I had other planned uses for the tapes as well. Let’s say a student was not doing well in my class. Why? Might be me. Could counselors look at a tape or two and get an idea? Most counselors only got to see students one on one, or in small groups. Would they learn anything from watching one of their students in a larger setting? Could parents be useful here?
I’d already learned that students born after about 1975 had no fear of video cameras. They were all used to being taped while performing at family get togethers and holidays. And sports – oh wow – sports. I had been told that the worst day of the week for varsity football players was…Monday. The coaches had spent the entire weekend watching videos of Friday night’s game, and the players got their “grades” on Monday, with video proof if they disagreed.
I was amped up by my fine idea, and it fell apart almost immediately. When I mentioned my idea to colleagues, they were appalled. They seemed terrified of the thought of anyone seeing them at work, which I thought was really odd. Perhaps I just liked to show off? I actually enjoyed being observed. One year I had a small extra stipend for my willingness to be observed by anyone at any time with no warning, which was used by the in-district teacher training academy from time to time. I found a row of ten folding chairs down the side of my classroom, filled with young teachers – on the first day of school! I really enjoyed the occasions for the rest of the year when I was actually teaching something.
I also encouraged administrators who needed to evaluate me to come on in at any time. Most teachers scheduled their evaluations for a day and class where they knew they would be at their best, which is intelligent and practical. I think mine was essentially the work of an overly large ego.
Then I discovered that any student referred to as “special ed,” required, at least at that time, parental permission to be taped – every time. Not sure what the rationale was, and I do not know if that still exists, but that was that.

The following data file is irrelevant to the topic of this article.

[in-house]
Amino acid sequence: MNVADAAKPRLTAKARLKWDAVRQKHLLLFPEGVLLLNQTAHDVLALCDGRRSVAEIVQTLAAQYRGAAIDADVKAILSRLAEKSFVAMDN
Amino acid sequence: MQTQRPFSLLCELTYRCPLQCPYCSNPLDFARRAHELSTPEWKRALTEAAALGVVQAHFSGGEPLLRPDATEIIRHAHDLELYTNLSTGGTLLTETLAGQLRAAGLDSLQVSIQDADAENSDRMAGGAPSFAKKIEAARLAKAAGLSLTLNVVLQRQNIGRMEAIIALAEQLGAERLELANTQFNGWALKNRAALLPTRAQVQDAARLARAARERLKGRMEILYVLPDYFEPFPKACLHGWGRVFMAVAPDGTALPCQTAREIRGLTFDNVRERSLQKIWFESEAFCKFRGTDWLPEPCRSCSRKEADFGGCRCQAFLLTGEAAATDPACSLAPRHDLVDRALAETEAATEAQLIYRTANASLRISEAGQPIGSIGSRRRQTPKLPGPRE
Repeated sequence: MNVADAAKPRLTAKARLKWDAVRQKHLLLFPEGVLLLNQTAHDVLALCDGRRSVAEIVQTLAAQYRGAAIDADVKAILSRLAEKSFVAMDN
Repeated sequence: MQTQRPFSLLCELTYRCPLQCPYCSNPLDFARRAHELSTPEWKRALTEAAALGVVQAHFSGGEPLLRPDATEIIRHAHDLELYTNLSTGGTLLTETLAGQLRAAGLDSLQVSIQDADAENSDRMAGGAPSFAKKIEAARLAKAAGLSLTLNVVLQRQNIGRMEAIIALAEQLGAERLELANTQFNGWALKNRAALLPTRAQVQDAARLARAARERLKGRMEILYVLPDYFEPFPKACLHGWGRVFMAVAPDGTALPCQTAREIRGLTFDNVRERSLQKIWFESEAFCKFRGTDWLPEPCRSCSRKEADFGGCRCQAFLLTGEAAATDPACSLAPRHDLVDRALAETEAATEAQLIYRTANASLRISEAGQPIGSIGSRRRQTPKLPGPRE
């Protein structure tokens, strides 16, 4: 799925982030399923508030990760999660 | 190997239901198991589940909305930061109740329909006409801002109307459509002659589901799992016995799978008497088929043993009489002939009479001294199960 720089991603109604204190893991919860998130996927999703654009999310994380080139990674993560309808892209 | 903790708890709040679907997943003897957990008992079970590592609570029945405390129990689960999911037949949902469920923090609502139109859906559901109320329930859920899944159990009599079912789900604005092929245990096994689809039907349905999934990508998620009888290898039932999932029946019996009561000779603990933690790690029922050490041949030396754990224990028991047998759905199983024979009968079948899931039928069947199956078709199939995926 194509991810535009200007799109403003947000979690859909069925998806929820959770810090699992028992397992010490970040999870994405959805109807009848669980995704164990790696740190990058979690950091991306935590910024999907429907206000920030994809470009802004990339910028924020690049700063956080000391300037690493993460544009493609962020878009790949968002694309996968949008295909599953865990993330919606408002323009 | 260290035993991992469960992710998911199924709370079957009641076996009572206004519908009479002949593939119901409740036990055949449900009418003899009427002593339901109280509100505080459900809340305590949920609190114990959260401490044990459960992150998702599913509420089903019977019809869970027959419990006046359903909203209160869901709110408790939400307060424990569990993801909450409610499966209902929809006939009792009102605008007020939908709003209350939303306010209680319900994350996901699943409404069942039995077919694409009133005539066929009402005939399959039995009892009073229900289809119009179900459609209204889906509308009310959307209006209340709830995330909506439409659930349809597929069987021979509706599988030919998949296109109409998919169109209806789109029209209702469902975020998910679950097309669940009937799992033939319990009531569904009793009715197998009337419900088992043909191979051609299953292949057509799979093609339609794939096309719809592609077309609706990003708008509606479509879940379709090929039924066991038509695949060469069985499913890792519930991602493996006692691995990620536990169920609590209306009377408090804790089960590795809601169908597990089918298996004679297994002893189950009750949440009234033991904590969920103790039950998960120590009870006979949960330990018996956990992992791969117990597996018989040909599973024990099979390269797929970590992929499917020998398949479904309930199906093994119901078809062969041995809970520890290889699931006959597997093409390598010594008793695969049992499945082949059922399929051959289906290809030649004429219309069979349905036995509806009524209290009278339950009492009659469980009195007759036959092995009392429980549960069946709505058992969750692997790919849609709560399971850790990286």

So, nothing ever came of it.
I learned some of the downsides later when I taught two semesters of a class in stand-up comedy. I had some prior personal experience with that. Some of the assignments required the students to stand and deliver a joke they had written while being taped. The final exam was a three-minute gig written by themselves. Since they were high school students, and had some flair for comedy, some of their stuff was excellent, and also highly inappropriate for school use. It occurred to me, eventually (I can be slow), that I was filming material that could easily end my own career. That is why I only taught the class for one year.
The irony is that writing jokes was the only class activity I taught in 31 years where students really grasped the concept of editing, re-writing, and occasionally abandoning an idea that just would not work.
Oh well. I still think the idea had great potential. An easier version today could be done with a smart phone videoing the class. In today’s supercharged culture of criticism and mass denunciation, however – maybe not.
Copyright 2022 David Preston